‘These are cruel acts’: PETA protests circus in Detroit

Breana Noble
The Detroit News
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Detroit — An animal-rights organization demonstrated against a traveling circus that kicked off a weeks-long stint of performances Thursday in the city.

Eight supporters of People for the Ethical Treatment of Animals carried signs and passed out leaflets and coloring books in protest of the first of 47 UniverSoul Circus shows at the Aretha Franklin Amphitheatre along Detroit's east riverfront. The group said the company has a history of "animal-welfare issues."

Pete Siska of Redford Township, left;  Jeff Zick of Ann Arbor; and Catalina Furtuna of Fraser protest UniverSoul Circus in the parking lot of the Aretha Franklin Ampitheatre in Detroit on Thursday.

"Public opinion has changed," said Rachelle Owen, PETA's director of student campaigns and influence. "We're standing up against the abuse of these animals."

The organization wants to see the company eliminate animals from its acts.

The call follows New Jersey, which in December became the first state to ban wildlife traveling circus acts. Ringling Bros. Circus, once the largest in the U.S. and which used animals, shut down in 2017 from declining ticket sales. 

It appears that UniverSoul no longer is using elephants and tigers, Owen said.

"UniverSoul has incredible human acts," she said. "They should focus on that, acts that use people who can consent. Animals can't consent."

fact sheet on PETA's website lists a series of reported issues since 1997 with the company's care of its animals, including injuries to zebras, camels and tigers. Zebras escaped from the circus in Philadelphia in 2015, according to media reports.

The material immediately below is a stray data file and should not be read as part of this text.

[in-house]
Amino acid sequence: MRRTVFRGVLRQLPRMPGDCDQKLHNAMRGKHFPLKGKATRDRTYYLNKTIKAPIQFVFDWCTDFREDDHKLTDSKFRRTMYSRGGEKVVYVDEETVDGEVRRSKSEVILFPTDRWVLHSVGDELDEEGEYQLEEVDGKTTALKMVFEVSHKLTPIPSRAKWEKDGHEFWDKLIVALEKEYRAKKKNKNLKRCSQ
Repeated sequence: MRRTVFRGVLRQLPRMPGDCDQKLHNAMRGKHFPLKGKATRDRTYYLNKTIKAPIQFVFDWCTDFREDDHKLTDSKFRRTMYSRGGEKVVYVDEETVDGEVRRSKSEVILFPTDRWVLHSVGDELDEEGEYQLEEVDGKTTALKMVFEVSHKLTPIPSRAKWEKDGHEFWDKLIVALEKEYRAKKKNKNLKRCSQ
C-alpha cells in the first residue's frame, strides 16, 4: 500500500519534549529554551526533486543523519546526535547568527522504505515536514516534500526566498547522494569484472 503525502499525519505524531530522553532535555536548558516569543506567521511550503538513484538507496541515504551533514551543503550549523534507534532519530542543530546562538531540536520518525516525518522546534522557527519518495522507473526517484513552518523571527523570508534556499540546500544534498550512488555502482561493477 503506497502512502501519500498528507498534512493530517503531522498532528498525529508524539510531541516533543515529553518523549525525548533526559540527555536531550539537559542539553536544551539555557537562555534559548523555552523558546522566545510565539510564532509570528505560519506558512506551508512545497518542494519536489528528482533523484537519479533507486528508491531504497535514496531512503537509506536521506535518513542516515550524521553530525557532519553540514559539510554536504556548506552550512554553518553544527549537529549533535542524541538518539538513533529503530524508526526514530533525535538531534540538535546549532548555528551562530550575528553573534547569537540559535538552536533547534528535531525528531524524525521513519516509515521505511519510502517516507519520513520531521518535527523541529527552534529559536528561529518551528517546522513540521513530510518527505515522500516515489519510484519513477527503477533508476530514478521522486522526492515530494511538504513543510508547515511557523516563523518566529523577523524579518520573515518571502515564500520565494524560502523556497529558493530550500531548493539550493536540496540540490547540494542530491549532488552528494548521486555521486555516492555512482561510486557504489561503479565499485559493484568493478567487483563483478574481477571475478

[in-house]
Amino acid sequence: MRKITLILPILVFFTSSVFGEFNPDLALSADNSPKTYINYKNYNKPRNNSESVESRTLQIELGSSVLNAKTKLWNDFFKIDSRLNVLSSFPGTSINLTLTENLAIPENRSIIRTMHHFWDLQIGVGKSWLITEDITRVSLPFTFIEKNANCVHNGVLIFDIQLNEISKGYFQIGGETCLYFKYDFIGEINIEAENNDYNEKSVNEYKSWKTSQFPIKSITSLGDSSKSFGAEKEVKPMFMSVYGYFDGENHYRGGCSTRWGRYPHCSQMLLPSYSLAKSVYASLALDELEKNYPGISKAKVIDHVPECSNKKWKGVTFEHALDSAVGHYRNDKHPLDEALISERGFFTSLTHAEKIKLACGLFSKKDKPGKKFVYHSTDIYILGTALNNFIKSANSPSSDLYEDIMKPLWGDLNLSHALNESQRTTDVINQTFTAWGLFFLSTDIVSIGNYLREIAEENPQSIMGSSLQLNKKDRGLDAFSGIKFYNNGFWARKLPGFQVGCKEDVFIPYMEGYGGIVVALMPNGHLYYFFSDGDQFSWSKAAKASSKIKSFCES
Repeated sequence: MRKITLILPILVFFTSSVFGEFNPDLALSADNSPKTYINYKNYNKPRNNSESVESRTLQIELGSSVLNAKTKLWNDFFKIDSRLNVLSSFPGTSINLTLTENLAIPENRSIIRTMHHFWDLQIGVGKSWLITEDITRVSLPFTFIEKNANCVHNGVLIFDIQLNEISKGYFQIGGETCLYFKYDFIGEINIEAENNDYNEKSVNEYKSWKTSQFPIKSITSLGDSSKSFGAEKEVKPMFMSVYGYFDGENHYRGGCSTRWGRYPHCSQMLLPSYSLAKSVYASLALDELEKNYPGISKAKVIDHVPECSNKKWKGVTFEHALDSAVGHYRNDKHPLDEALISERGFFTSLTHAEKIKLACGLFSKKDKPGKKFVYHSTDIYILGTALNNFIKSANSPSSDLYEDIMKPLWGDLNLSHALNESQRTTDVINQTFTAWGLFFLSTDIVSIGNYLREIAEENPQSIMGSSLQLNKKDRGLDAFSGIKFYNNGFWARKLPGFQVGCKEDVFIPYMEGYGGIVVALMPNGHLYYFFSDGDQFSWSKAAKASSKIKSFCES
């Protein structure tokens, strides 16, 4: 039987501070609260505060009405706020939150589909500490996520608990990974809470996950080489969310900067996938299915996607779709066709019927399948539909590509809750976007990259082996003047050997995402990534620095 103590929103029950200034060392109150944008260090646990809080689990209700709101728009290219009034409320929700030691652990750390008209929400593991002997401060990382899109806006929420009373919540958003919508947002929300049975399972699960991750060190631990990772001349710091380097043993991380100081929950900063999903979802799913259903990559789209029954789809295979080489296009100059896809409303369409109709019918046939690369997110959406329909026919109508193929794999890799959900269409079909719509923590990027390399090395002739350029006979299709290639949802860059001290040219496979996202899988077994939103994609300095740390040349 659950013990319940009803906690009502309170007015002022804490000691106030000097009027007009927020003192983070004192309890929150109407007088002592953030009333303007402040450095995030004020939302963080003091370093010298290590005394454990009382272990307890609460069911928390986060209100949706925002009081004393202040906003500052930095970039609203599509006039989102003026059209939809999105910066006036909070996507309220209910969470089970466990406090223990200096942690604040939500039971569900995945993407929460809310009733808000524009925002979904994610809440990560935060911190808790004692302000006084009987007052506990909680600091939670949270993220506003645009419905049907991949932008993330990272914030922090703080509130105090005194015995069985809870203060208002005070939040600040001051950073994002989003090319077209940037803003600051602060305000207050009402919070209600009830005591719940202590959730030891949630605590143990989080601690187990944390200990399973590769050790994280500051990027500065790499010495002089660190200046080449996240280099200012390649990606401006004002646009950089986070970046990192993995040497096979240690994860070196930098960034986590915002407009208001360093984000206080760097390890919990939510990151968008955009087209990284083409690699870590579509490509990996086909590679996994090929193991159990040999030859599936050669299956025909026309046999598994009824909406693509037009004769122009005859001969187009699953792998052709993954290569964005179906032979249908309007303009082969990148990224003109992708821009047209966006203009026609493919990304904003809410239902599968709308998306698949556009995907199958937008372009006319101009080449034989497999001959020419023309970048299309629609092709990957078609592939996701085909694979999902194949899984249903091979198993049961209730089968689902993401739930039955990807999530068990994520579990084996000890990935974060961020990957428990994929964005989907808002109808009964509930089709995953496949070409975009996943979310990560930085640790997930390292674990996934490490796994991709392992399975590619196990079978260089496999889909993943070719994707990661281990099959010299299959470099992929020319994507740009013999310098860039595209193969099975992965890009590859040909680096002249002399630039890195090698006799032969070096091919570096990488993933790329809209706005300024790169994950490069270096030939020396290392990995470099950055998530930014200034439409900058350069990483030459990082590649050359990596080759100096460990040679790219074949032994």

Heather Leone of Troy, left, and Nicole Martin, 36, of West Bloomfield, hold a sign and Martin gives out information during a protest outside the UniverSoul Circus in the parking lot of the Aretha Franklin Ampitheatre, formerly Chene Park Ampitheatre, in Detroit on Sept. 5, 2019.  This protest was organized by PETA.

UniverSoul did not immediately respond to emailed requests for comment. A manager was unavailable at the site Thursday.

A page on its website lists the company's humanitarian work, but makes no reference to its care of animals.

"They have strobes lights and the loud music," said Nicole Martin, 36, of West Bloomfield. "The animals get scared. I would. I get emotional thinking about it."

She held a banner that said "No excuse for animal abuse." Another sign featured a sad cartoon tiger that said, "Circuses make animals sad." Another listed chains and stun guns as instruments of torture.

"They're taken across the country in these small trailers and cages," said Savanah Conrad, a 22-year-old software developer from Ann Arbor.

"They don't have the space to roam, as they're meant to in the wild," said Stefan Arambasich, 28, of Ann Arbor who also is a software developer from Ann Arbor. "They're enslaved."

Stefan Arambasich of Ann Arbor talks Janay Miller of Roseville, left, who with her family is headed to the UniverSoul Circus in Detroit on Thursday.

Janay Miller, 30, a nursing assistant from Roseville, said she grew up going to the circus and has taken her daughter for the past three years.

"I wanted to know if they had evidence," she said. "I don't think it's cruel. The animals have to be trained."

Another woman asked why protesters were out Thursday.

"With everything that's going on in our political environment, why does it have to be the soul circus?" said Peaches Anderson, 73, of Detroit.

Similar protests have occurred at the opening night of UniverSoul shows around the country. PETA supporters say they plan to return to hand out information. The circus runs through Sept. 29 in Detroit.

Pete Siska, 63, a teacher from Redford Township who protested the Detroit Shrine Circus last year in Novi, was unmoved.

"These are cruel acts. Animals are caged, and they are whipped," he said.

bnoble@detroitnews.com

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